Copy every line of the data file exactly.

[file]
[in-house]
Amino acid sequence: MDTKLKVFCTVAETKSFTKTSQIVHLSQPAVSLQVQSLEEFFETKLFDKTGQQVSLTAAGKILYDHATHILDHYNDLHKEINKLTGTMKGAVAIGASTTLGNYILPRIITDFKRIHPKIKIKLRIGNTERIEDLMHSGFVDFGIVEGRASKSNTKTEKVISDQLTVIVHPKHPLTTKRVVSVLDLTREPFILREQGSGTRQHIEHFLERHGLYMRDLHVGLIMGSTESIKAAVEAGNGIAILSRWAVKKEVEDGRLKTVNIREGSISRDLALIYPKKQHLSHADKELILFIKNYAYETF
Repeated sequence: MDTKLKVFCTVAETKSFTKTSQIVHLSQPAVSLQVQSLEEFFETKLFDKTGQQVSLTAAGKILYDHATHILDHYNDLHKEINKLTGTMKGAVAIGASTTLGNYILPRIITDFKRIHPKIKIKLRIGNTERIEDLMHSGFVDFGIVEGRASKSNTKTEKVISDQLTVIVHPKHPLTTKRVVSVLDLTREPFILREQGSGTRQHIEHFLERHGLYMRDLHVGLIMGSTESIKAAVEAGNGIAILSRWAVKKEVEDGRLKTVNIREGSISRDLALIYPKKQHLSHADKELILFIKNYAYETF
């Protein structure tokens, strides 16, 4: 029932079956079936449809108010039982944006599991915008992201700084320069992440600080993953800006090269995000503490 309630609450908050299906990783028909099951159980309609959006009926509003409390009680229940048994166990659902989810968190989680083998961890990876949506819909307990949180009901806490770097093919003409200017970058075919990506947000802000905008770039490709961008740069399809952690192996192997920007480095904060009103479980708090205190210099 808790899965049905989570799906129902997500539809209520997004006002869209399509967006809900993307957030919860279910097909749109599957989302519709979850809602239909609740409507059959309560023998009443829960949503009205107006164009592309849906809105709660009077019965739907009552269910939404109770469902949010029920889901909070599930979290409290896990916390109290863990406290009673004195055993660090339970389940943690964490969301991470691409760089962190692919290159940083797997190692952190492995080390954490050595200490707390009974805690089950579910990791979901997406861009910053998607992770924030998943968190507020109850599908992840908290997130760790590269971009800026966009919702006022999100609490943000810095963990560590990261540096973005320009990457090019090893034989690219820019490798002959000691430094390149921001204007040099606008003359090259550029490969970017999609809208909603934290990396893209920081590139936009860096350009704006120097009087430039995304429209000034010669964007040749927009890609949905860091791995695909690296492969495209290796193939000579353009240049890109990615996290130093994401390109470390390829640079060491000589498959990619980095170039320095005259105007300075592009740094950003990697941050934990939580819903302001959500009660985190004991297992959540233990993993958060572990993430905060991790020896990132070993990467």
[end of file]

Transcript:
[in-house]
Amino acid sequence: MDTKLKVFCTVAETKSFTKTSQIVHLSQPAVSLQVQSLEEFFETKLFDKTGQQVSLTAAGKILYDHATHILDHYNDLHKEINKLTGTMKGAVAIGASTTLGNYILPRIITDFKRIHPKIKIKLRIGNTERIEDLMHSGFVDFGIVEGRASKSNTKTEKVISDQLTVIVHPKHPLTTKRVVSVLDLTREPFILREQGSGTRQHIEHFLERHGLYMRDLHVGLIMGSTESIKAAVEAGNGIAILSRWAVKKEVEDGRLKTVNIREGSISRDLALIYPKKQHLSHADKELILFIKNYAYETF
Repeated sequence: MDTKLKVFCTVAETKSFTKTSQIVHLSQPAVSLQVQSLEEFFETKLFDKTGQQVSLTAAGKILYDHATHILDHYNDLHKEINKLTGTMKGAVAIGASTTLGNYILPRIITDFKRIHPKIKIKLRIGNTERIEDLMHSGFVDFGIVEGRASKSNTKTEKVISDQLTVIVHPKHPLTTKRVVSVLDLTREPFILREQGSGTRQHIEHFLERHGLYMRDLHVGLIMGSTESIKAAVEAGNGIAILSRWAVKKEVEDGRLKTVNIREGSISRDLALIYPKKQHLSHADKELILFIKNYAYETF
């Protein structure tokens, strides 16, 4: 029932079956079936449809108010039982944006599991915008992201700084320069992440600080993953800006090269995000503490 309630609450908050299906990783028909099951159980309609959006009926509003409390009680229940048994166990659902989810968190989680083998961890990876949506819909307990949180009901806490770097093919003409200017970058075919990506947000802000905008770039490709961008740069399809952690192996192997920007480095904060009103479980708090205190210099 808790899965049905989570799906129902997500539809209520997004006002869209399509967006809900993307957030919860279910097909749109599957989302519709979850809602239909609740409507059959309560023998009443829960949503009205107006164009592309849906809105709660009077019965739907009552269910939404109770469902949010029920889901909070599930979290409290896990916390109290863990406290009673004195055993660090339970389940943690964490969301991470691409760089962190692919290159940083797997190692952190492995080390954490050595200490707390009974805690089950579910990791979901997406861009910053998607992770924030998943968190507020109850599908992840908290997130760790590269971009800026966009919702006022999100609490943000810095963990560590990261540096973005320009990457090019090893034989690219820019490798002959000691430094390149921001204007040099606008003359090259550029490969970017999609809208909603934290990396893209920081590139936009860096350009704006120097009087430039995304429209000034010669964007040749927009890609949905860091791995695909690296492969495209290796193939000579353009240049890109990615996290130093994401390109470390390829640079060491000589498959990619980095170039320095005259105007300075592009740094950003990697941050934990939580819903302001959500009660985190004991297992959540233990993993958060572990993430905060991790020896990132070993990467």